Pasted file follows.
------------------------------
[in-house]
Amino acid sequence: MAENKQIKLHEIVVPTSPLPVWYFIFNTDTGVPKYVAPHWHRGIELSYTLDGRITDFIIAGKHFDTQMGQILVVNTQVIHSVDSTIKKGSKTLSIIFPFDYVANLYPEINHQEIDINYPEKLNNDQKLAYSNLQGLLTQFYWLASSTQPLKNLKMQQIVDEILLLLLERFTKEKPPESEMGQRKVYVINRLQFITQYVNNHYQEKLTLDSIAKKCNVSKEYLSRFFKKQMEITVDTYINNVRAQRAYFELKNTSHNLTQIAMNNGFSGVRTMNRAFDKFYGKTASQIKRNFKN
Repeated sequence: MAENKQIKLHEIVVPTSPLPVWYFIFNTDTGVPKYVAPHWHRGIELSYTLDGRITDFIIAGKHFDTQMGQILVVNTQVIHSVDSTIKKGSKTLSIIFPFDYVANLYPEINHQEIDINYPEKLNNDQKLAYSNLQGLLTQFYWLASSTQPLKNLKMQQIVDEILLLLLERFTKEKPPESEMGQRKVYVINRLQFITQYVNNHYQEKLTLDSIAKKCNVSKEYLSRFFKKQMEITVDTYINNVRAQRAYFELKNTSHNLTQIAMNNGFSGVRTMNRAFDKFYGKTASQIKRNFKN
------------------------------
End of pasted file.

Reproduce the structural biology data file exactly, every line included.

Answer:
[in-house]
Amino acid sequence: MAENKQIKLHEIVVPTSPLPVWYFIFNTDTGVPKYVAPHWHRGIELSYTLDGRITDFIIAGKHFDTQMGQILVVNTQVIHSVDSTIKKGSKTLSIIFPFDYVANLYPEINHQEIDINYPEKLNNDQKLAYSNLQGLLTQFYWLASSTQPLKNLKMQQIVDEILLLLLERFTKEKPPESEMGQRKVYVINRLQFITQYVNNHYQEKLTLDSIAKKCNVSKEYLSRFFKKQMEITVDTYINNVRAQRAYFELKNTSHNLTQIAMNNGFSGVRTMNRAFDKFYGKTASQIKRNFKN
Repeated sequence: MAENKQIKLHEIVVPTSPLPVWYFIFNTDTGVPKYVAPHWHRGIELSYTLDGRITDFIIAGKHFDTQMGQILVVNTQVIHSVDSTIKKGSKTLSIIFPFDYVANLYPEINHQEIDINYPEKLNNDQKLAYSNLQGLLTQFYWLASSTQPLKNLKMQQIVDEILLLLLERFTKEKPPESEMGQRKVYVINRLQFITQYVNNHYQEKLTLDSIAKKCNVSKEYLSRFFKKQMEITVDTYINNVRAQRAYFELKNTSHNLTQIAMNNGFSGVRTMNRAFDKFYGKTASQIKRNFKN